Scotland’s local authority watchdog, the Accounts Commission, part of Audit Scotland, reports that Fife’s Integrated Joint Board (IJB) is expected to overspend by over £10 million in the 2019/20 financial year, against an annual budget of £555 million.
The IJB is jointly funded by NHS Fife and Fife Council and is responsible for the delivery of health and social care in the region. The Commission highlights that ongoing financial pressures will likely undermine the IJB’s efforts to improve health and social care services for Fifeers.
Whilst the Accounts Commission recognises the significant challenges faced by many IJBs beyond Fife IJB, the Commission identifies long-standing financial difficulties within Fife IJB that need to be addressed and insists the board addresses weaknesses in its performance reporting, commits to delivering on agreed recovery actions and address a lack of clarity regarding the roles and responsibilities of the IJB and its partners.
Graham Sharp, Chair of the Accounts Commission said: “The Accounts Commission are seriously concerned about slow progress in Fife IJB and its clear ongoing financial sustainability issues. If this persists it will inevitably affect the ability of the IJB and its partners, Fife Council and NHS Fife, to improve health and social care services local people depend on.
“We welcome some recent progress, including permanent appointments to the posts of Chief Officer and Chief Finance Officer and a review of its financial strategy. Now, as a matter of urgency, these plans must be actioned and delivered on. Above all, a robust financial recovery plan must be put in place.”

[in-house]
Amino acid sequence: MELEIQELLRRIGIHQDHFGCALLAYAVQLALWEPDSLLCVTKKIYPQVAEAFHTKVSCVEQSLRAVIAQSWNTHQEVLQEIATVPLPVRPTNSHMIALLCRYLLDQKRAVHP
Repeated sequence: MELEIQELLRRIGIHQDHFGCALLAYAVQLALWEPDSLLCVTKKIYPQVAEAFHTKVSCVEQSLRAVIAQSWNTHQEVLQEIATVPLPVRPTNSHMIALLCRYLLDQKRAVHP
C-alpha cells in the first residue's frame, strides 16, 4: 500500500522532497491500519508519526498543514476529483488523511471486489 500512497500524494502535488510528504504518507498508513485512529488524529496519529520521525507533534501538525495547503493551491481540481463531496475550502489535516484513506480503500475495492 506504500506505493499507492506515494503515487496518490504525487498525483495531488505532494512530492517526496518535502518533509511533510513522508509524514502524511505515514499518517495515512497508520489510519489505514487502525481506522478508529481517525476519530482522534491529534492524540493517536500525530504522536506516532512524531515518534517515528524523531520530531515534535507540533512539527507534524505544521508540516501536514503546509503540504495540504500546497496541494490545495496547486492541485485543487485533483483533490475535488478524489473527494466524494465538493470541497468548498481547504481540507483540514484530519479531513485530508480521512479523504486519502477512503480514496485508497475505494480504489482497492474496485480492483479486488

The Accounts Commission’s report follows harsh criticism of the Fife IJB by Audit Scotland published in September 2019 in which the Key Messages were:
1. Our audit opinions were all unqualified.
2 The unaudited accounts were not published on time Financial management and sustainability
3 Financial management arrangements need be strengthened to support effective scrutiny. A “turnaround” consultant report covering financial management appears to have had little effect.
4. The IJB did not set a balanced budget in 2018/19 and was unable to deliver the planned £4.5 million overspend. The year end outturn was a deficit of £9.3 million, with savings not being achieved in full. The deficit was again met by the partners resulting in year end “break-even.”
5. The IJB is not financially sustainable and continues to be dependent on additional year-end funding from NHS Fife and Fife Council.
6. The IJB does not have a long term financial plan Governance, transparency and value for money
7. Action has been taken to clarify governance arrangements, but more work is needed to ensure partners roles and responsibilities are clear.
8. There have been significant changes in the IJB leadership team.
9. The IJB has undertaken a self-evaluation based on recommendations in the Strategic Group for Health and Community Care report and has implemented relatively few of the recommendations.
10. A best value framework will be adopted from 2019/20.
11. The annual performance report did not include up to date national performance indicators and we were unable to assess whether performance had improved in the year.